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I'm thinking in particular of wings on birds that would - I'm guessing - have to progress through stages during which they confer no particular advantage. Or is it that all evolved features must have followed a path of incremental benefit therefore imposing a fundamental limit on what evolution through natural selection can "achieve"? (features that are not beneficial while gradually appearing cannot be evolved)

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I thought i'd mention a thing about recombination, not as an answer since it's too short: two individuals may posses radically different sets of alleles if they have been part of lineages that have not had much contact (e.g. tribesmen of africa vs. urban dwellers) once they mate, alleles that have never met before may co-operate in a way that could lead to drastically novel features. Features that are due to the combination of alleles already existing but whose phenotypic output is entirely novel. – hello_there_andy Mar 21 '14 at 21:20
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Features can evolve (or change already present features) which have no negative effect under the current conditions. You can very well have neutral changes which have no purpose. They can then prove positive later (or in a different environment). Changes are usually small and take place over very long time periods.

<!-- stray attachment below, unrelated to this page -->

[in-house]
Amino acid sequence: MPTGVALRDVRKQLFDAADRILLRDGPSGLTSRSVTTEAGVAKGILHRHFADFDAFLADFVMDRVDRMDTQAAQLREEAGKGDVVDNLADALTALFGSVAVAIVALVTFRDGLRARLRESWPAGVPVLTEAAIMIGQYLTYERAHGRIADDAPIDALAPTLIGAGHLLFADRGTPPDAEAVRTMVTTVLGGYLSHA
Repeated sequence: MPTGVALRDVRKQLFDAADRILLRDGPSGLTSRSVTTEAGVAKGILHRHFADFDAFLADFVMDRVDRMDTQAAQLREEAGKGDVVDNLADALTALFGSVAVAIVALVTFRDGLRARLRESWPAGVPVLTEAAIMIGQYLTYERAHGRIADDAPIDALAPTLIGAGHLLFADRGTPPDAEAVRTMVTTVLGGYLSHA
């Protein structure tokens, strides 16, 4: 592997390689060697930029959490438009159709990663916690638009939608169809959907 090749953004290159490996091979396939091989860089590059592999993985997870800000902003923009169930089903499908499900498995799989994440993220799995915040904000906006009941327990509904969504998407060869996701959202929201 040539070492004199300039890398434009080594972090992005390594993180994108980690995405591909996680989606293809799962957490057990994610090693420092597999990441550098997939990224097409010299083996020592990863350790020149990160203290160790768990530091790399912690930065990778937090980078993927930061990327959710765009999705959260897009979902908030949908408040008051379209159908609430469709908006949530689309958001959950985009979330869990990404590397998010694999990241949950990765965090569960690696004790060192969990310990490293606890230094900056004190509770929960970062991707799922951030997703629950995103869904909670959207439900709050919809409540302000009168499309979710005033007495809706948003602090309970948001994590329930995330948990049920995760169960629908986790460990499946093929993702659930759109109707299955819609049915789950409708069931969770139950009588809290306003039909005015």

An example would be bacteria which mutated one of their enzymes for a energy pathway. Before the mutation the enzyme could only metabolize nutrient A, after it, it is a bit less specific for A, but can also metabolize B. As long as the living conditions are so, that only A is present, this will not change anything. If the conditions are so, that A and B are present and A gets limited, these cells will have a profound advantage over cells, which can only utilize A.

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I see. So wings appeared through neutral changes in biped reptiles without going through detrimental stages? And more generally, the "path" of features never goes through detrimental stages - only neutral and beneficial? – schmop Mar 21 '14 at 21:12

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